Was Tierney's appointment to the board of directors kept quiet because it might disturb the paper's former creditors who lost millions when the papers went bankrupt? Lawyers for those creditors could not be reached for comment.

After Tierney stepped down as publisher he returned to the Inquirer in 2013 to run a national advertising campaign that subsequently flopped. He was paid $25,000 a month to bring in new revenues, but was fired in October 2013 for under-performing.

But now he's back and last month, Tierney stopped by the advertising department to order up a couple of free full-page ads in the Inquirer on behalf of Blue Cross and Blue Shield, Ross said, ads that typically run about $75,000.

Ross said he had no idea why the ads were free. But it might have something to do with the Tierney connection.

On the O'Dwyer's PR website, which bills itself as the "Inside News of PR and Marketing Communications," both Blue Cross and Blue Shield are listed as clients of Brian Communications, Tierney's current PR agency.

"Our advertising members who have to deal with him [Tierney] are totally outraged that he's involved and ordering people around," Ross said. "When he calls people he's arrogant, so he hasn't changed."

Tierney, according to Ross, also bragged to union members about the great job he supposedly did as publisher, leaving the implication that he did a better job than Egger.

Ross wonders with his legacy of bankruptcy and profligate spending, usually to enrich himself and his friends, why anyone in management would let Tierney back in the building.

"He's acting like he's publisher again," Ross warned.

Egger, E&P's Publisher of the Year, did not respond to a request for further comment.

5 comments:

  1. It's time to make the Inky Great Again.
    Tierney may be the Shepherd to the Digital Age.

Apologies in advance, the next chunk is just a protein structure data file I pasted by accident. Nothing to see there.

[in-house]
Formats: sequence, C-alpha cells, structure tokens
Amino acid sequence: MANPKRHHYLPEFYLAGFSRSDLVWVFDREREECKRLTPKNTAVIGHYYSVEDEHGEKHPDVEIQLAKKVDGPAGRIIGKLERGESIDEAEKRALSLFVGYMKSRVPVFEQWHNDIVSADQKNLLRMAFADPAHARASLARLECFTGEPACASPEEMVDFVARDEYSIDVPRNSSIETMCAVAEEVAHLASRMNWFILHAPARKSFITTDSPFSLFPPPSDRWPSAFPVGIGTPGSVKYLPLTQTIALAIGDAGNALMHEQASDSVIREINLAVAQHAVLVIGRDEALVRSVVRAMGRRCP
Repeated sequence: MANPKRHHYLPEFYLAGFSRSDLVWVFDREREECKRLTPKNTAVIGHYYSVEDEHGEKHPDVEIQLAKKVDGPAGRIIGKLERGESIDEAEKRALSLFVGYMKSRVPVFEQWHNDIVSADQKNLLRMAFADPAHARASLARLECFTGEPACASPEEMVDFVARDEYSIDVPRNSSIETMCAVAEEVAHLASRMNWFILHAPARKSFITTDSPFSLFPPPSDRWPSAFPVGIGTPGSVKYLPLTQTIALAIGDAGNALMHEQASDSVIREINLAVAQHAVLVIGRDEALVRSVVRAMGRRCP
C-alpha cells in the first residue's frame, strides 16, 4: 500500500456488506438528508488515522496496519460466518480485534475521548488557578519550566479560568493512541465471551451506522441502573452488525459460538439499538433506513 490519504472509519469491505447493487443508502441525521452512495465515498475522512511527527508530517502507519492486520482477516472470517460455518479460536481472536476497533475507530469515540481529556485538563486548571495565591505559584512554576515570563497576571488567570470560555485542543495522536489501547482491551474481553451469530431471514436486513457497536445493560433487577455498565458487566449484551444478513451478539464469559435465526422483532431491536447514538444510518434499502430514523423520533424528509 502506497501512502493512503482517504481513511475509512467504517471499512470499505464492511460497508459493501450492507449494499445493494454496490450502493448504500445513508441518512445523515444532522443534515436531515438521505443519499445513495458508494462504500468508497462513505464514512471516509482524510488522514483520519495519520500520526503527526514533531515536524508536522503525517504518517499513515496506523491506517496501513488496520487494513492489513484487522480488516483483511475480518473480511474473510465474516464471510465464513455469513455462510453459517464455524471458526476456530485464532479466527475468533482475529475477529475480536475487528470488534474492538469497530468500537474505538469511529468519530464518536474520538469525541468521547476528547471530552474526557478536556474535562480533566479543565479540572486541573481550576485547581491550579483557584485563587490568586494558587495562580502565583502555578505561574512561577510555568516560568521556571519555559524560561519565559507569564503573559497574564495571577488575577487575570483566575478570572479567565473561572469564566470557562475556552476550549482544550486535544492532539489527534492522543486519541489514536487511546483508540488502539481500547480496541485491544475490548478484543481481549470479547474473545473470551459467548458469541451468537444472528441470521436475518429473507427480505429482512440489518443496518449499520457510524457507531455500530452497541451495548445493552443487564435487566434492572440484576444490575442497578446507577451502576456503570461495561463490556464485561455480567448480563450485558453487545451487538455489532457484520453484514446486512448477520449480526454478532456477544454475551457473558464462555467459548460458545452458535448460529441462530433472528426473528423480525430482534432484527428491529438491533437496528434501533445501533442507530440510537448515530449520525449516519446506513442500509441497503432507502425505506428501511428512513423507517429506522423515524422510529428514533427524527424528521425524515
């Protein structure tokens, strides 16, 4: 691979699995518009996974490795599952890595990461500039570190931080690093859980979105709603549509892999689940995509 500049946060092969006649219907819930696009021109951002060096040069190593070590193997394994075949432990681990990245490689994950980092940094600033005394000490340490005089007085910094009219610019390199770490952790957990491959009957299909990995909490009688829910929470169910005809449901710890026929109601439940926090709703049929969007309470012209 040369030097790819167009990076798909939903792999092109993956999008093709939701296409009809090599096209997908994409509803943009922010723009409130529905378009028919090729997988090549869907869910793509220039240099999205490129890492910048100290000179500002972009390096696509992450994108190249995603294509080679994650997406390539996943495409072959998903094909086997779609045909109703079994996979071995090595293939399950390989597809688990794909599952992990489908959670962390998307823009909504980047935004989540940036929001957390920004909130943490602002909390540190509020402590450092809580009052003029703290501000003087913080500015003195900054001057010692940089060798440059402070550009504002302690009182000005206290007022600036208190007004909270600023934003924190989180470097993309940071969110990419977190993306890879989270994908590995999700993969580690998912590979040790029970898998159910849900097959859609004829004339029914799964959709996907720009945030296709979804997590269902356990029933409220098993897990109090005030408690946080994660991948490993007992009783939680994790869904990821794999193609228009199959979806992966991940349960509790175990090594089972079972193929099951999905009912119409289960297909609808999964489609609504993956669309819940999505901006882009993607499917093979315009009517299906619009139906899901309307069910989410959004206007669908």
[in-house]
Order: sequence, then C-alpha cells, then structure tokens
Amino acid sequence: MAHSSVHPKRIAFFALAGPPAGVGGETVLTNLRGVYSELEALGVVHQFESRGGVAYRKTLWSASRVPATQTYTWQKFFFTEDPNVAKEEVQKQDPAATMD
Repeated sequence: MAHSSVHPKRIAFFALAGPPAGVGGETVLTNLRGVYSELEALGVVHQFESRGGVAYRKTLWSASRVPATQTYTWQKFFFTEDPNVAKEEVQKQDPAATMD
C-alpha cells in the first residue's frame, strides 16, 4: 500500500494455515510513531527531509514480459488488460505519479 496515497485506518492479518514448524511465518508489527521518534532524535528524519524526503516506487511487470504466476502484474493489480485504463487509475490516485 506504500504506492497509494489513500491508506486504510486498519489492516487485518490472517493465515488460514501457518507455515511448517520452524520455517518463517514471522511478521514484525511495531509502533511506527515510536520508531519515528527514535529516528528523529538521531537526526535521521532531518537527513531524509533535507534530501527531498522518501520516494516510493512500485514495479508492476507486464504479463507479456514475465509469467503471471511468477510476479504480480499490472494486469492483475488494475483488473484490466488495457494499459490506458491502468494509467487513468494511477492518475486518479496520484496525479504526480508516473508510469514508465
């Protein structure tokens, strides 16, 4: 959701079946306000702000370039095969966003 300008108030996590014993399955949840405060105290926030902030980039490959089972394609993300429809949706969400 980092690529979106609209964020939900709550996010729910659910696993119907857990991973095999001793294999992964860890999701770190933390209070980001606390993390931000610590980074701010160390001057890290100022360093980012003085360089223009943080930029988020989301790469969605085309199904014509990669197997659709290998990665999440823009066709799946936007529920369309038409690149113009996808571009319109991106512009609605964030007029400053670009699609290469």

I hope they don't bring back Rosie.
    I would hate to see your head explode.

    ReplyDelete
  2. No problems with bringing Rosey back. Every comedian needs a straight man.

    ReplyDelete
  3. Sounds like he took a page out of Donald Trump's book, or maybe he is a graduate of Trump University. Business people should be made to pay for their crimes instead of being rewarded with bonuses. Mismanagement during his tenure does not need a repeat performance. If I worked there I would surely want to know how this is possible to have someone who was so inadequate running the show. Although I find it hard to muster any sympathy for reporters who show so little concern for others, namely politicians.

    Inky editors frequently call for transparency in state and local government by targeting politicians, maybe they need to practice what they preach. Management owes the rank and file more respect than to have him back at the helm.

    I would suggest that he has the backing of Republican powerhouses who would like to see him rid the state of powerful Democrats, either through election losses or indictments. Instead of policing the region the Inky should clean their own house, their inability to speak the truth comes back to bite them time and again.

    ReplyDelete
    Replies
    1. Another left-wing liberal snowflake crying about Trump again it amazes me how you people just dragged Trump and everything

      Delete
  4. Assuming that there is evidence to corroborate the allegation that Tierney is able to place free advertisements in the Inky, can it be established how long he has had this access and why?

    Are there not grounds for paying advertisers to join as a class to seek to litigate discriminatory policy?

    Do other members of the Board have similar benefits?

    There seems to be some level of extortion involved and who are the parties that signed off on this peculiar practice.

    Surely, Tierney Communications is a for profit enterprise.

    ReplyDelete